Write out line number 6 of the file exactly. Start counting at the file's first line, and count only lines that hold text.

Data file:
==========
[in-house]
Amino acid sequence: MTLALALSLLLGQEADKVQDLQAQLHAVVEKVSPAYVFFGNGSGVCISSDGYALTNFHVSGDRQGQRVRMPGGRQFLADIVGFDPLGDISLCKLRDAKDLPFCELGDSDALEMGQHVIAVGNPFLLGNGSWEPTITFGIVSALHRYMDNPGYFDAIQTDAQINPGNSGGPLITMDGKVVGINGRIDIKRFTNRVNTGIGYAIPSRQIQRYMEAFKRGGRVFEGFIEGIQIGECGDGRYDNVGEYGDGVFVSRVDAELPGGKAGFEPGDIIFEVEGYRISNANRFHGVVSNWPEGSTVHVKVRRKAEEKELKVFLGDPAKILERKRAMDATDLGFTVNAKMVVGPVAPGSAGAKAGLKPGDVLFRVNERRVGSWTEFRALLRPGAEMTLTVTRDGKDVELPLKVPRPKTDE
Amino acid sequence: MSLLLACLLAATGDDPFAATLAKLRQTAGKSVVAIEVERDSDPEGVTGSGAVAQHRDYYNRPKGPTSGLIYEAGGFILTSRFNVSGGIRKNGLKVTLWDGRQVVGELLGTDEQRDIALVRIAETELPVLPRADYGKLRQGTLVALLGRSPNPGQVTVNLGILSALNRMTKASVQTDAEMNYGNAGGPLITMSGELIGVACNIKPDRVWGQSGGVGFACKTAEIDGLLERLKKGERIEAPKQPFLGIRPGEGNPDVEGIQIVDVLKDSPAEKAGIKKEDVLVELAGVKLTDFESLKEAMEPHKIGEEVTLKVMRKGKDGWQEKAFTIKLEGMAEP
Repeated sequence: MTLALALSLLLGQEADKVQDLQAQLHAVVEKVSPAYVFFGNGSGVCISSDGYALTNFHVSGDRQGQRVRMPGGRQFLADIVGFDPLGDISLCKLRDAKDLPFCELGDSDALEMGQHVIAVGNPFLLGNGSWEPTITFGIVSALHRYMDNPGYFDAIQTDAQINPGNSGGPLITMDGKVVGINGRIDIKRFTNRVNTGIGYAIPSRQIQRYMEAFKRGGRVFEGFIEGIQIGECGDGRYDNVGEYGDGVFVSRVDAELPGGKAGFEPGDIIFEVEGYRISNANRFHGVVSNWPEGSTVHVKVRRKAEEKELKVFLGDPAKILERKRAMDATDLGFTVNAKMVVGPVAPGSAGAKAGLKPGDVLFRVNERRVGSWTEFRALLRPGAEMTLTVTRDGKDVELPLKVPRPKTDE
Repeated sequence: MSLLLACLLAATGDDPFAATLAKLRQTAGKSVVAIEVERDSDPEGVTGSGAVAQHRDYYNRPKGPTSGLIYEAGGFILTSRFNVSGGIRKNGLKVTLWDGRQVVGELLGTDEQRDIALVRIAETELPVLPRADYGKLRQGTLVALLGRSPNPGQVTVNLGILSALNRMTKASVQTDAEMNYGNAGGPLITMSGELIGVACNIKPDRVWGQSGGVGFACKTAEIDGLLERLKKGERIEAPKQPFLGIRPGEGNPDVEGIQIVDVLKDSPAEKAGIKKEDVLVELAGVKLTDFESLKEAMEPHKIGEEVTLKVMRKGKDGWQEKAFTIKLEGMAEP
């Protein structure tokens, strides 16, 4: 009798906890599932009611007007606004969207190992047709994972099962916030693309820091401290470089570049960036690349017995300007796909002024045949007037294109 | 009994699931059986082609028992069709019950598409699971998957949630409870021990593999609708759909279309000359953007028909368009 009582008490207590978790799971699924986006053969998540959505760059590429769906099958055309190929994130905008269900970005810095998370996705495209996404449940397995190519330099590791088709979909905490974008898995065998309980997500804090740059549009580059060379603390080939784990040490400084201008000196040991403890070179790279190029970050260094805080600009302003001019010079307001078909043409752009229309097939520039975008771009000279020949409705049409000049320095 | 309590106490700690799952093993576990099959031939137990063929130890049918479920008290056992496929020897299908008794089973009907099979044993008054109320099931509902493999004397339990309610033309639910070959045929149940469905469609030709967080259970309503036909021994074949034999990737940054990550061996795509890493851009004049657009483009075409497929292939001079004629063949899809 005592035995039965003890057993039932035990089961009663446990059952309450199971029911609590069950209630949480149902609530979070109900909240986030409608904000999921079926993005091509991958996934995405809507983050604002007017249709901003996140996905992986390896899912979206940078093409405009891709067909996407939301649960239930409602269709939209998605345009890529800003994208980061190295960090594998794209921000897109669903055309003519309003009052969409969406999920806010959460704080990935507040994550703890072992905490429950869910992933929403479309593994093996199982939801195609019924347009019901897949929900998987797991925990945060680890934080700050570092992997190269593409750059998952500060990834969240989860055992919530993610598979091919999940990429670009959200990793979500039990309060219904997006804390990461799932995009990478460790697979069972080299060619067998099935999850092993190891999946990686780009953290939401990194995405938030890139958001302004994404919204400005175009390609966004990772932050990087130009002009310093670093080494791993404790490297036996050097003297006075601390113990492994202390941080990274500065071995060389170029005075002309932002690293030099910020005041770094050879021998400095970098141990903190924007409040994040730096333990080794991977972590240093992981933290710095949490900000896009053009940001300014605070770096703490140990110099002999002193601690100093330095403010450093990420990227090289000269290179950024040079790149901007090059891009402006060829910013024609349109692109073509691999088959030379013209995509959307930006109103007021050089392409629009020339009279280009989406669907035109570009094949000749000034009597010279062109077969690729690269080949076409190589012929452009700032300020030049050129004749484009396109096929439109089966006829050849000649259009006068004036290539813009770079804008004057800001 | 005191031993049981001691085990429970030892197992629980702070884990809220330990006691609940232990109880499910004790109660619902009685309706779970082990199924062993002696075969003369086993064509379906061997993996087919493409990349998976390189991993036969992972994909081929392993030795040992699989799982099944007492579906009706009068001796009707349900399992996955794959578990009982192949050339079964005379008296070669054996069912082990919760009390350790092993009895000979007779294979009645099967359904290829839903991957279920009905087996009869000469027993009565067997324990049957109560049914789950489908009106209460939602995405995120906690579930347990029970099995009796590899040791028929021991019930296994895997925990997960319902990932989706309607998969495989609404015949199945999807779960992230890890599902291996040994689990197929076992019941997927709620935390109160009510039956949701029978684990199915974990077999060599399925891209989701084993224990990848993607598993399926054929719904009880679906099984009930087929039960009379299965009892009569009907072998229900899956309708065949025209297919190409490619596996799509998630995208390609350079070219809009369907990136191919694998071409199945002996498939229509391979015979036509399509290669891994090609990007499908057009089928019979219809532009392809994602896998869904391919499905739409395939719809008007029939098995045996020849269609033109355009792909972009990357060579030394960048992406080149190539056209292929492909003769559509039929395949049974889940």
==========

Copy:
């Protein structure tokens, strides 16, 4: 009798906890599932009611007007606004969207190992047709994972099962916030693309820091401290470089570049960036690349017995300007796909002024045949007037294109 | 009994699931059986082609028992069709019950598409699971998957949630409870021990593999609708759909279309000359953007028909368009 009582008490207590978790799971699924986006053969998540959505760059590429769906099958055309190929994130905008269900970005810095998370996705495209996404449940397995190519330099590791088709979909905490974008898995065998309980997500804090740059549009580059060379603390080939784990040490400084201008000196040991403890070179790279190029970050260094805080600009302003001019010079307001078909043409752009229309097939520039975008771009000279020949409705049409000049320095 | 309590106490700690799952093993576990099959031939137990063929130890049918479920008290056992496929020897299908008794089973009907099979044993008054109320099931509902493999004397339990309610033309639910070959045929149940469905469609030709967080259970309503036909021994074949034999990737940054990550061996795509890493851009004049657009483009075409497929292939001079004629063949899809 005592035995039965003890057993039932035990089961009663446990059952309450199971029911609590069950209630949480149902609530979070109900909240986030409608904000999921079926993005091509991958996934995405809507983050604002007017249709901003996140996905992986390896899912979206940078093409405009891709067909996407939301649960239930409602269709939209998605345009890529800003994208980061190295960090594998794209921000897109669903055309003519309003009052969409969406999920806010959460704080990935507040994550703890072992905490429950869910992933929403479309593994093996199982939801195609019924347009019901897949929900998987797991925990945060680890934080700050570092992997190269593409750059998952500060990834969240989860055992919530993610598979091919999940990429670009959200990793979500039990309060219904997006804390990461799932995009990478460790697979069972080299060619067998099935999850092993190891999946990686780009953290939401990194995405938030890139958001302004994404919204400005175009390609966004990772932050990087130009002009310093670093080494791993404790490297036996050097003297006075601390113990492994202390941080990274500065071995060389170029005075002309932002690293030099910020005041770094050879021998400095970098141990903190924007409040994040730096333990080794991977972590240093992981933290710095949490900000896009053009940001300014605070770096703490140990110099002999002193601690100093330095403010450093990420990227090289000269290179950024040079790149901007090059891009402006060829910013024609349109692109073509691999088959030379013209995509959307930006109103007021050089392409629009020339009279280009989406669907035109570009094949000749000034009597010279062109077969690729690269080949076409190589012929452009700032300020030049050129004749484009396109096929439109089966006829050849000649259009006068004036290539813009770079804008004057800001 | 005191031993049981001691085990429970030892197992629980702070884990809220330990006691609940232990109880499910004790109660619902009685309706779970082990199924062993002696075969003369086993064509379906061997993996087919493409990349998976390189991993036969992972994909081929392993030795040992699989799982099944007492579906009706009068001796009707349900399992996955794959578990009982192949050339079964005379008296070669054996069912082990919760009390350790092993009895000979007779294979009645099967359904290829839903991957279920009905087996009869000469027993009565067997324990049957109560049914789950489908009106209460939602995405995120906690579930347990029970099995009796590899040791028929021991019930296994895997925990997960319902990932989706309607998969495989609404015949199945999807779960992230890890599902291996040994689990197929076992019941997927709620935390109160009510039956949701029978684990199915974990077999060599399925891209989701084993224990990848993607598993399926054929719904009880679906099984009930087929039960009379299965009892009569009907072998229900899956309708065949025209297919190409490619596996799509998630995208390609350079070219809009369907990136191919694998071409199945002996498939229509391979015979036509399509290669891994090609990007499908057009089928019979219809532009392809994602896998869904391919499905739409395939719809008007029939098995045996020849269609033109355009792909972009990357060579030394960048992406080149190539056209292929492909003769559509039929395949049974889940």